American voting technology is trapped in the last millennium. This lifeline to democracy is kept secret—closed off from public inspection and controlled by large businesses. It is decades old to boot. Our voting methods ought to be at least as cutting edge as our selfie apps, but they’re not.
“Our nation’s elections systems and technology are woefully antiquated. They are officially obsolete,” says Greg Miller of the TrustTheVote Project, an initiative to make our voting system accurate, verifiable, transparent, and secure. He adds: “It’s crazy that citizens are using twentieth-century technology to talk to government using twentieth-century technology to respond.”
Miller and others are on a mission to change that with an entirely new voting infrastructure built on open-source technology. They say open source, a development model that’s publicly accessible and freely licensed, has the power to upend the entire elections technology market, dislodging incumbent voting machine companies and putting the electorate at the helm.
With Miller’s system, we’d still go to the polls to vote and use a machine to cast our ballot. But the software on that machine would be completely open to public inspection. While coders wouldn’t be able to edit or tamper with the code, technically literate citizens would be able to, in effect, cross-examine the processes tabulating all of our votes, verifying their integrity and assuring accountability.
The organization behind TrustTheVote, the Open Source Elections Technology Foundation (OSET), believes open-source voting software can instill confidence that people’s votes are being counted. “Make that machine a glass box instead of a black box,” says Miller, who chairs OSET. He says that will get more voters to the polls.
Other organizations like the California Association of Voting Officials (CAVO) are also working to bring open-source principles to American elections. “Every ballot that’s cast in the United States is counted by a machine, so we owe it to the voters and the public to use the most secure, most transparent, most auditable technology,” says former CAVO President Kammi Foote, who is also the elected registrar of voters for Inyo County, California. “Open source has proven itself in the private sector,” says Foote. “Now governments around the world are starting to look at open source as a good business model.”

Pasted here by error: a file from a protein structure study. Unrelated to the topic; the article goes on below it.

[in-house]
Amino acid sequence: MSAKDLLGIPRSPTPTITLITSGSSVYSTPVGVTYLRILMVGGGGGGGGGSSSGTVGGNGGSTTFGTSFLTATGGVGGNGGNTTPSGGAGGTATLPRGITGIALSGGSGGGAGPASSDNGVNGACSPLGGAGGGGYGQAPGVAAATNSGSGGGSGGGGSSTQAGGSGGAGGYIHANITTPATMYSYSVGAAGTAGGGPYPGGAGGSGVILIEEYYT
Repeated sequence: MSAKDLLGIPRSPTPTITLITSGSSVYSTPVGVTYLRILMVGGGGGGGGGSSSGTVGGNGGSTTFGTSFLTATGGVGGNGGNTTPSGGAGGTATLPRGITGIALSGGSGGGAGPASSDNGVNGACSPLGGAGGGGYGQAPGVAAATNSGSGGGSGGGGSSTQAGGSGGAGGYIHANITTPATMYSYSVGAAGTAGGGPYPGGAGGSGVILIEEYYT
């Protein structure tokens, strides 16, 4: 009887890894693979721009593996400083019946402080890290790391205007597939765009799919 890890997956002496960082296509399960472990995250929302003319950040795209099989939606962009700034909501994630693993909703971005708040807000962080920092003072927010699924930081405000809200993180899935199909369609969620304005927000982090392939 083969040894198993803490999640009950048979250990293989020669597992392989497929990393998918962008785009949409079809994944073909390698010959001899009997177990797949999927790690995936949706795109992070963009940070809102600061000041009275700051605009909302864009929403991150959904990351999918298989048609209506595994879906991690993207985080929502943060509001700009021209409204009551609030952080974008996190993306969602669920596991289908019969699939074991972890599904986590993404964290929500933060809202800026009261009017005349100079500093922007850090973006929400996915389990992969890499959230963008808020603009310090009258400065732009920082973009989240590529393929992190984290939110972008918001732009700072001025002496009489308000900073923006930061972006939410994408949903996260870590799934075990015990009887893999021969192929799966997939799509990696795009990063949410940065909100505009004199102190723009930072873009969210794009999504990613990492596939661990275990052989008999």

The primitiveness of our voting technology is surprising in an era when we routinely use smartphones, when big data is revolutionizing business, and the Internet of Things is spreading across the landscape. As Andrew Rasiej of the Personal Democracy Forum puts it: “Why haven’t we been able to apply an equal level of innovation in the way we vote?”
Time and again Americans are reminded of how inadequate our voting technology is. In 2000, it was the disastrous Florida recount, with its infamous “hanging chads.” In 2004, it was the Ohio recount. In 2008, a Minnesota recount. There were also problems in the 2012 Republican presidential primaries and the 2013 Virginia attorney general race, not to mention innumerable, less-publicized local problems around the country.
One reason is that the U.S. elections administration structure is decentralized and sprawling, delegating control to individual states and cities, which select and buy their own voting technology. Explains Foote: “Different jurisdictions use different technologies according to their budgets and timelines.” Sometimes they cobble together several kinds of technologies that only barely meet their needs. With about 180,000 precincts in the U.S., the outcome is a mishmash of machines, regulated by surprisingly few standards. While the 2002 Help America Vote Act appropriated billions of dollars to states to replace their punch-card and lever-based voting machines with electronic ones, it didn’t do much to give them better electronic technology to choose from.